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              • #22
                Bottom line -
                The sprinter decathlete indeed exits and those decathletes that are good in the 100 are also good in the LJ, 110h and the 400. On the other hand, there is a negative relation between the sprint events and the 1,500. So, Eaton was the exception rather than the rule.


                The jumper decathlete is largely fake news. There is only a low correlation between the HJ and the LJ and virtually no relation between these two jumps and the PV.

                The relation between the SP and the DT is the strongest of any pair in the decathlon, but there is only a very weak relation between the JT and the other two throws.

                If we combine the results of the first two questions, we can see how both sprinters and non-sprinter a like can be competitive in the decathlon. Sprint events give relatively low points for excellence but being good in one makes a decathlete more likely to be good in another three events. The technical events give much higher reward on their own, but they are uncorrelated with other events. Thus, both Warner and Kaul can compete for gold even though Warner is almost a second faster than Kaul in the 100.

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                • #23
                  Warning: if you enjoy this post then go look in the mirror and know that you are looking at a stat-geek.

                  I had a hard time deciding how to present the results.
                  Eventually, I decided on the full version of the table. The rows represent the event (good vs. bad) and the columns the difference between the highest and lowest decile in each of the decathlon events. Blue and red are positive and negative relation and the number along the diagonal are the same numbers as the previous post (question 1).

                  Few examples:
                  Those that are good in the 100 score 96 points more in the 110h compared with those that are bad in the 100.

                  Those that are good in the LJ score 40 points less in the DT compared with those that are bad in the LJ.
                  Those that are good in the DT score the same in the JT compared with those that are bad in the DT.
                  100 LJ SP HJ 400 110h DT PV JT 1500
                  100 194 74 -2 -45 72 96 4 -5 -48 -93
                  LJ 71 216 -21 14 36 28 -40 8 -23 -29
                  SP 3 -22 190 -19 -21 -1 110 -51 29 -82
                  HJ -26 21 -11 223 -23 -26 -14 -12 -40 -10
                  400 95 48 -41 -42 166 55 -73 8 -30 23
                  110h 110 43 5 -52 66 173 -3 6 -31 -44
                  DT -2 -39 89 -6 -37 -8 228 -67 0 -68
                  PV 8 10 -60 -21 2 2 -64 287 -23 -22
                  JT -39 -27 20 -23 -22 -22 2 -24 284 -8
                  1500 -71 -29 -59 -16 23 -40 -55 -27 3 264
                  Disclaimer: I am oversimplifying here (yes, I know!) but the results are similar when I did the exact calculations.
                  Last edited by olorin; 07-21-2021, 11:16 PM.

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                  • #24
                    Originally posted by olorin View Post
                    There is only a low correlation between the HJ and the LJ
                    That certainly is surprising, esp. given that all 8200 Decathletes can run fast. JuVaughn Harrison is looking better all the time!

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                    • #25
                      Stones used to say that high jumpers tended to be good javelin throwers. (Maybe he still does, though I haven't seen him cover a deca in a long time.) Any evidence of that?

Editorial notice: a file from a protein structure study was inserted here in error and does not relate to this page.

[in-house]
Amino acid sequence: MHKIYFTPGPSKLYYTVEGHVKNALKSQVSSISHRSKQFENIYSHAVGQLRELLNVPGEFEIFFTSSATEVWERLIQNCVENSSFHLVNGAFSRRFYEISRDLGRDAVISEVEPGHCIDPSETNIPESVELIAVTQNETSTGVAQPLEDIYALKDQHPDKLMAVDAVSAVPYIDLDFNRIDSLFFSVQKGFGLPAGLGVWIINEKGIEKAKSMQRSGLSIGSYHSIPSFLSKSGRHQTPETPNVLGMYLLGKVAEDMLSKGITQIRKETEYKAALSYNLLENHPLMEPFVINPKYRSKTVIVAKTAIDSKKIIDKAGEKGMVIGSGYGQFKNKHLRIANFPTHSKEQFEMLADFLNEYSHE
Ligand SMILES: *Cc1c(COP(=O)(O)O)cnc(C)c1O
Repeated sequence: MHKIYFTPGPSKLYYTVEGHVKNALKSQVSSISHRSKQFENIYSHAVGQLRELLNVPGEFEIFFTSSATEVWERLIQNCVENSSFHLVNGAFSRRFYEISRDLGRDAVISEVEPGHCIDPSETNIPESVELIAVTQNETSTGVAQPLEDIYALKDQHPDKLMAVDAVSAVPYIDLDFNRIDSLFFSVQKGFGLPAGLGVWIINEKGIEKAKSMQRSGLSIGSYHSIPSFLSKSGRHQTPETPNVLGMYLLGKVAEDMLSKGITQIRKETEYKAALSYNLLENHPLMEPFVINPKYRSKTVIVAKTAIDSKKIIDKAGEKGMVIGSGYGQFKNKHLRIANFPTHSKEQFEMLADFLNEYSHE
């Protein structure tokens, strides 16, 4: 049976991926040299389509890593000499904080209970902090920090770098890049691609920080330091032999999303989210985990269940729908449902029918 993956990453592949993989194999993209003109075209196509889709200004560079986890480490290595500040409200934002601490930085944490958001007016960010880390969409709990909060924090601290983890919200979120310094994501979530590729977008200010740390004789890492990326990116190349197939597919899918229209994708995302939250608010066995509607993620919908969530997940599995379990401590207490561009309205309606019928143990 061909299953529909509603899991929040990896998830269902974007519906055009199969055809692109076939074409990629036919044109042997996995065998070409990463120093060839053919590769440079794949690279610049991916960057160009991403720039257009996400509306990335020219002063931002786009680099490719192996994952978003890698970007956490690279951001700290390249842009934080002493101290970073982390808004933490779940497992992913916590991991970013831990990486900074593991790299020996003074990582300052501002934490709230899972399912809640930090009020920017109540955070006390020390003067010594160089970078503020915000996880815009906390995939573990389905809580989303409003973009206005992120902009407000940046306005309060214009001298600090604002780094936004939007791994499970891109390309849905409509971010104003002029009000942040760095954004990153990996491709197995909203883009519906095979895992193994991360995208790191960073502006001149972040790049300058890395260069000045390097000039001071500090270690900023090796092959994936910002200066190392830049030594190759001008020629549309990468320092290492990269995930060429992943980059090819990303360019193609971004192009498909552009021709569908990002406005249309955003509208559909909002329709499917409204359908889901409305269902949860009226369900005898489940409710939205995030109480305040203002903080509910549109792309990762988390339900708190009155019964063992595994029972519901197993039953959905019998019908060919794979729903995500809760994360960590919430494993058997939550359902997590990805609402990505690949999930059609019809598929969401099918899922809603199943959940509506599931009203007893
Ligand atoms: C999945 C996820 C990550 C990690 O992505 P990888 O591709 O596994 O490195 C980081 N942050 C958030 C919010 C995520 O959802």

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                      • #26
                        Originally posted by cigar95 View Post
                        Stones used to say that high jumpers tended to be good javelin throwers. (Maybe he still does, though I haven't seen him cover a deca in a long time.) Any evidence of that?
                        Well. they do tend to have long levers and good limb speed. It's the 'arm/shoulder' strength they may be lacking.

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                        • #27
                          Olorin, do your calculations include pre 1984 performances? Any incite on how modern decathletes compare with the guys from the 80s and 90s would be appreciated. With my untrained eye it looks like the guys filling the top spots on the all-time lists, your Ashton Eaton’s, Damian Warner’s and Kevin Mayer’s are all speed based athletes and therefore it’s becoming harder to be truly world class as an all-rounder or throwing specialist. Pappas, Harder and Clay were exceptional, but it was Eatons extra speed that took him to the world record

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                          • #28
                            Hardee* excuse me

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                            • #29
                              Originally posted by olorin View Post
                              Those that are good in the 100 score 96 points more in the 400 compared with those that are bad in the 100.

                              Typo here. The latter event should be the 110 hurdles, not the 400. Alternatively, if the latter event remains the 400, then the difference should be 72, not 96.

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                              • #30
                                Originally posted by cigar95 View Post
                                Stones used to say that high jumpers tended to be good javelin throwers. (Maybe he still does, though I haven't seen him cover a deca in a long time.) Any evidence of that?
                                olorin's data suggests the opposite:

                                Those that are good in the high jump score 40 points less in the javelin throw compared with those that are bad in the high jump.

                                Those that are good in the javelin throw score 23 points less in the high jump compared with those that are bad in the javelin throw.